5 Unique Ways I’ve Learned that Women Experience Depression Differently

Do you or someone you love suffer from depression? If you’re female, you may experience the condition differently than your male peers. Even though the disorder may feel the same on the inside, it may manifest in diverse ways.

Additionally, some treatments may work contrastingly in men and women. There are physiological differences that impact how medications and other substances affect the body. Understanding the unique ways females experience the disease can help improve your outcomes and get you feeling better sooner. I know it’s helped me on my journey.

1. Women Ruminate More Often
Men tend to become irritable when they’re depressed because western society tells them to remain stoic. Rather than manifest the typical tearfulness, they may strike out in anger or participate in high-risk activities like speeding. Conversely, society permits women to express their emotions — which is probably why I grow tearful more often.

This dynamic may partially explain why women are twice as likely to receive a depression diagnosis than their male peers [1]. Other factors include societal pressures, such as financial difficulties brought on by disparities in pay in the workplace.

2. Women May Become Addicted More Quickly
Women who attempt to self-medicate with drugs or alcohol may fall prey to addiction more readily than their male peers. Part of the reason for this phenomenon is biological. Women have a lower percentage of water in the body, which means they have less to dilute alcohol when they drink it [2]. Thus, they get intoxicated quicker. Furthermore, women have less of a substance called alcohol dehydrogenase in their digestive systems, further enhancing the euphoric effects.

Women also tend to drink more to combat negative feelings, whereas men tend to do so to socialize. I was a big one for this. My after-work ritual always included wine. As I quickly learned, drinking alone can sometimes spiral into addiction.

3. Women Attempt Suicide More Often, But Men Succeed
You would think the gender with higher rates of depression would die by suicide most often. However, men commit suicide at 3.5 times the rate of women in the U.S., even though females attempt the act more often [3]. I’ve had several close female friends try to end their lives. However, why do men die more frequently by this method?

The answer often lies in the method. Men are more likely to have access to firearms, and even when they don’t, they’re more likely to take violent measures like tossing themselves off a skyscraper or a bridge. Firearms account for more than half of all suicides, so discussions of sensible gun policy should involve this statistic [4].

4. Hormones Can Cause Roller Coasters in Females
Another reason more women report depression than men may stem from hormonal factors. When a woman enters puberty — and later, menopause — hormones flood her system, causing behavioral and mood changes. Additionally, her hormonal levels fluctuate throughout the month.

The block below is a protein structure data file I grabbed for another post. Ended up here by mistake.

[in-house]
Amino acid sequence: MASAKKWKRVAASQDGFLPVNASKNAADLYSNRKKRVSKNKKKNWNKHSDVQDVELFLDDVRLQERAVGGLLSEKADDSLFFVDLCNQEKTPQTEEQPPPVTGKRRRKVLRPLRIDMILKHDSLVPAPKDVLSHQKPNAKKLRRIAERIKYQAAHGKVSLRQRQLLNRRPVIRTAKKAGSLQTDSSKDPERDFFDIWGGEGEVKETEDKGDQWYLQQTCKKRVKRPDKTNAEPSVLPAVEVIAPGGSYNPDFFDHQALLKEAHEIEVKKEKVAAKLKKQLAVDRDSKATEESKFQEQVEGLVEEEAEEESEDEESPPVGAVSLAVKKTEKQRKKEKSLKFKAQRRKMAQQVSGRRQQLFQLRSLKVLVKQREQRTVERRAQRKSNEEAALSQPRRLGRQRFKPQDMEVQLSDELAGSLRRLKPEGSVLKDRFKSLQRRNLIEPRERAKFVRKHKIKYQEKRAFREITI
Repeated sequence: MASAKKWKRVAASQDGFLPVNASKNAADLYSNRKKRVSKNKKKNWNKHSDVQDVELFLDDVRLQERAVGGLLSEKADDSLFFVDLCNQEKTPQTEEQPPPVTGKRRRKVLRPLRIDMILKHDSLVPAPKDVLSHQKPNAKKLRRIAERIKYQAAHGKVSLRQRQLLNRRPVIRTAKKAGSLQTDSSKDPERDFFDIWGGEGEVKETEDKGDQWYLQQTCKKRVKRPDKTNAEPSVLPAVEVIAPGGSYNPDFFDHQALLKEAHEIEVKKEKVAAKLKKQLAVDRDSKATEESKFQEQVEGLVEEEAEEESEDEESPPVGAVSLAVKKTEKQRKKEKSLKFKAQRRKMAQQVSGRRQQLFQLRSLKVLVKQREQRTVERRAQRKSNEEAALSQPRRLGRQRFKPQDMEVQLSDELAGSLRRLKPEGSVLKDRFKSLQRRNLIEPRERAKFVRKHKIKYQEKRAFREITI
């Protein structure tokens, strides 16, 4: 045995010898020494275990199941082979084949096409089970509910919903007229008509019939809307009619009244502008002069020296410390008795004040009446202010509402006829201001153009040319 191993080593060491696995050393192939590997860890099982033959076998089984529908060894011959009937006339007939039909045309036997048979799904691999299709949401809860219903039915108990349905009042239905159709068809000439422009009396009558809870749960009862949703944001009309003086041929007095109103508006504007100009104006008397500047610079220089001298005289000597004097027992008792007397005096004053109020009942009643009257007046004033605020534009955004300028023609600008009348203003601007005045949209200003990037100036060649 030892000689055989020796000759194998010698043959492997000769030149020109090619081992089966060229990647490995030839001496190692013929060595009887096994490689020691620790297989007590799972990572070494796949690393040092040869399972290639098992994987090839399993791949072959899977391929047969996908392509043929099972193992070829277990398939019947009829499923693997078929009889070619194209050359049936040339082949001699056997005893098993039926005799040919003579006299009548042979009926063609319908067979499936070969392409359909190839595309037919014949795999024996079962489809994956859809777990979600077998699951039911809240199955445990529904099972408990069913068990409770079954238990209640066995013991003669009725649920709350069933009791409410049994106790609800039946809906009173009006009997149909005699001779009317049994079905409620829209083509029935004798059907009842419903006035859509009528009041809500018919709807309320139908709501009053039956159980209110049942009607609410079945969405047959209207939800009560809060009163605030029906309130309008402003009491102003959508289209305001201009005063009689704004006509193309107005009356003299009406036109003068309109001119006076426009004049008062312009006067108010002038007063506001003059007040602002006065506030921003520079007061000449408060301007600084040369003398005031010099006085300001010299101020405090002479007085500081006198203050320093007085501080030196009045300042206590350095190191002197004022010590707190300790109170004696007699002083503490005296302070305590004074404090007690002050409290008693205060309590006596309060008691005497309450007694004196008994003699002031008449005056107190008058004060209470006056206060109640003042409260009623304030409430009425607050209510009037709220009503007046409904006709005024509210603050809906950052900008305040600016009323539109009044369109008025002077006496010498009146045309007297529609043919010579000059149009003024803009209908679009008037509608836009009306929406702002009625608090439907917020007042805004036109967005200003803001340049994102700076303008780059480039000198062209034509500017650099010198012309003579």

Women with premenstrual dysphoric disorder (PMDD), for example, can experience severe depression before and during their menstrual cycles [5]. Seeing their gynecologist for diagnosis may lead to a psychiatric referral for treatment. Once a woman finishes childbearing, she might find relief from a partial hysterectomy.

5. Antidepressants May Work Differently in Females
While researchers haven’t reached a clear consensus on how antidepressants work differently in men and women, some studies have shown disparities. For example, men tend to react more positively to the tricyclic antidepressant imipramine than women [6]. Doctors also need to adjust dosages for the various body sizes and compositions between males and females.

The same drug that does wonders for your male significant other may not work as well for you. My fiancé’s antidepressants didn’t work for me, for example. We have both tried a variety of antidepressants, with incredibly different reactions between the two of us. These differences highlight the essential nature of early intervention, as it can take time to find a regimen that works.

Understanding How Women Experience Depression Differently Helps You Find Treatment
Once you understand how depression manifests in women and men, you can coordinate more effectively with your doctor on your treatment. I can tell you that it helps.

I ignored my condition for a long time because it didn’t feel like the most pressing issue in my life at the time — at least, not as pressing as, say, financial concerns or physical ailments. But the reality is that it is so much more pressing than you may realize, and it builds on itself. Especially as women, we have a higher tendency to explain away things, apologize a lot and minimize our pain. Take it from me — please don’t do this to yourself. If you or someone you love suffers from this disease, take note — and take care of yourself.

[1] https://www.mayoclinic.org/diseases-conditions/depression/in-depth/depression/art-20047725
[2] https://www.gatewayfoundation.org/addiction-blog/gender-differences-substance-abuse/
[3 ]https://afsp.org/about-suicide/suicide-statistics/
[4] https://www.bbc.com/future/article/20190313-why-more-men-kill-themselves-than-women
[5] https://medlineplus.gov/ency/article/007193.htm
[6] https://www.ncbi.nlm.nih.gov/pubmed/14687858

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Kate Harveston

Kate likes to write about women's health and wellbeing. She is an active advocate for women's rights and enjoys sharing the various things she's learned over the years with others. If you enjoy her work, you can check out her blog, SoWellSoWoman.com.